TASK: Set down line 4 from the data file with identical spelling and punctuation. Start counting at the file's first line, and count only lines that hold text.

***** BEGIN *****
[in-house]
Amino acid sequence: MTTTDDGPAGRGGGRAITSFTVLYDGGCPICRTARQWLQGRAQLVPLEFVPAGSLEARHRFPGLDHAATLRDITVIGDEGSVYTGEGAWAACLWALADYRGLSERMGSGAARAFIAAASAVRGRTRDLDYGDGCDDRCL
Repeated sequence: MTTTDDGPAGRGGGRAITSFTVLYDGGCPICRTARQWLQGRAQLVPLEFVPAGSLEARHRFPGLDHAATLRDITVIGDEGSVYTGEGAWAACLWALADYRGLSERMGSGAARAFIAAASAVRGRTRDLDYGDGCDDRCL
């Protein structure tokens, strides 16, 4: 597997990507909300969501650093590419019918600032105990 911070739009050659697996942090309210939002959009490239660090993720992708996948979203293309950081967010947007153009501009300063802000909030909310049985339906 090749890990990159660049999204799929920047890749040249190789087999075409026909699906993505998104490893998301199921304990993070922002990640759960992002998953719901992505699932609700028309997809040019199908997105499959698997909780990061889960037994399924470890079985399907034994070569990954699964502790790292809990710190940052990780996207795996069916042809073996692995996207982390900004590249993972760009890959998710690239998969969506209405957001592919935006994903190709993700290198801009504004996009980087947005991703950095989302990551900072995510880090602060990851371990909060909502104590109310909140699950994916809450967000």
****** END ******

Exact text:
């Protein structure tokens, strides 16, 4: 597997990507909300969501650093590419019918600032105990 911070739009050659697996942090309210939002959009490239660090993720992708996948979203293309950081967010947007153009501009300063802000909030909310049985339906 090749890990990159660049999204799929920047890749040249190789087999075409026909699906993505998104490893998301199921304990993070922002990640759960992002998953719901992505699932609700028309997809040019199908997105499959698997909780990061889960037994399924470890079985399907034994070569990954699964502790790292809990710190940052990780996207795996069916042809073996692995996207982390900004590249993972760009890959998710690239998969969506209405957001592919935006994903190709993700290198801009504004996009980087947005991703950095989302990551900072995510880090602060990851371990909060909502104590109310909140699950994916809450967000």